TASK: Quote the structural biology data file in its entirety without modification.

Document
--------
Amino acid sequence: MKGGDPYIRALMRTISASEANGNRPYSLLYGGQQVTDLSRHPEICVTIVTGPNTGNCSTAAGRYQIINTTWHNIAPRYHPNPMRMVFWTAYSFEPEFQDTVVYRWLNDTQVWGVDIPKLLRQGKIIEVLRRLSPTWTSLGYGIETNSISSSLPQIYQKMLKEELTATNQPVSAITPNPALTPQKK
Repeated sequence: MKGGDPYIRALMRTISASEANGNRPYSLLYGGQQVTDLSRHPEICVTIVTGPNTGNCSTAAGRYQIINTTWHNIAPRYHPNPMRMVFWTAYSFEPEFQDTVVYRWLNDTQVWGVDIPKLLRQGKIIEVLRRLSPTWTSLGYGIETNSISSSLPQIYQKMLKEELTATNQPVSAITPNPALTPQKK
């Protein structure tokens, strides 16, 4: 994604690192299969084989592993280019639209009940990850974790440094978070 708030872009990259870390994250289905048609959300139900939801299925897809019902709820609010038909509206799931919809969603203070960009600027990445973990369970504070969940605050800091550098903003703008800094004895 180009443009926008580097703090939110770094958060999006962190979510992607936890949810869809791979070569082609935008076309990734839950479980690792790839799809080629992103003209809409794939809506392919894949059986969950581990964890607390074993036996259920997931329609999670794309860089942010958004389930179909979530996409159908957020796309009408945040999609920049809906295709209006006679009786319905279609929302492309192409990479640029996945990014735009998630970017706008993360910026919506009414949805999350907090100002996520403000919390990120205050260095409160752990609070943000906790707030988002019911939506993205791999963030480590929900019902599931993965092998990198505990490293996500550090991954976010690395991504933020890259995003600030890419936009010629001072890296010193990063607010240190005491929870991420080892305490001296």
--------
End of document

Amino acid sequence: MKGGDPYIRALMRTISASEANGNRPYSLLYGGQQVTDLSRHPEICVTIVTGPNTGNCSTAAGRYQIINTTWHNIAPRYHPNPMRMVFWTAYSFEPEFQDTVVYRWLNDTQVWGVDIPKLLRQGKIIEVLRRLSPTWTSLGYGIETNSISSSLPQIYQKMLKEELTATNQPVSAITPNPALTPQKK
Repeated sequence: MKGGDPYIRALMRTISASEANGNRPYSLLYGGQQVTDLSRHPEICVTIVTGPNTGNCSTAAGRYQIINTTWHNIAPRYHPNPMRMVFWTAYSFEPEFQDTVVYRWLNDTQVWGVDIPKLLRQGKIIEVLRRLSPTWTSLGYGIETNSISSSLPQIYQKMLKEELTATNQPVSAITPNPALTPQKK
């Protein structure tokens, strides 16, 4: 994604690192299969084989592993280019639209009940990850974790440094978070 708030872009990259870390994250289905048609959300139900939801299925897809019902709820609010038909509206799931919809969603203070960009600027990445973990369970504070969940605050800091550098903003703008800094004895 180009443009926008580097703090939110770094958060999006962190979510992607936890949810869809791979070569082609935008076309990734839950479980690792790839799809080629992103003209809409794939809506392919894949059986969950581990964890607390074993036996259920997931329609999670794309860089942010958004389930179909979530996409159908957020796309009408945040999609920049809906295709209006006679009786319905279609929302492309192409990479640029996945990014735009998630970017706008993360910026919506009414949805999350907090100002996520403000919390990120205050260095409160752990609070943000906790707030988002019911939506993205791999963030480590929900019902599931993965092998990198505990490293996500550090991954976010690395991504933020890259995003600030890419936009010629001072890296010193990063607010240190005491929870991420080892305490001296």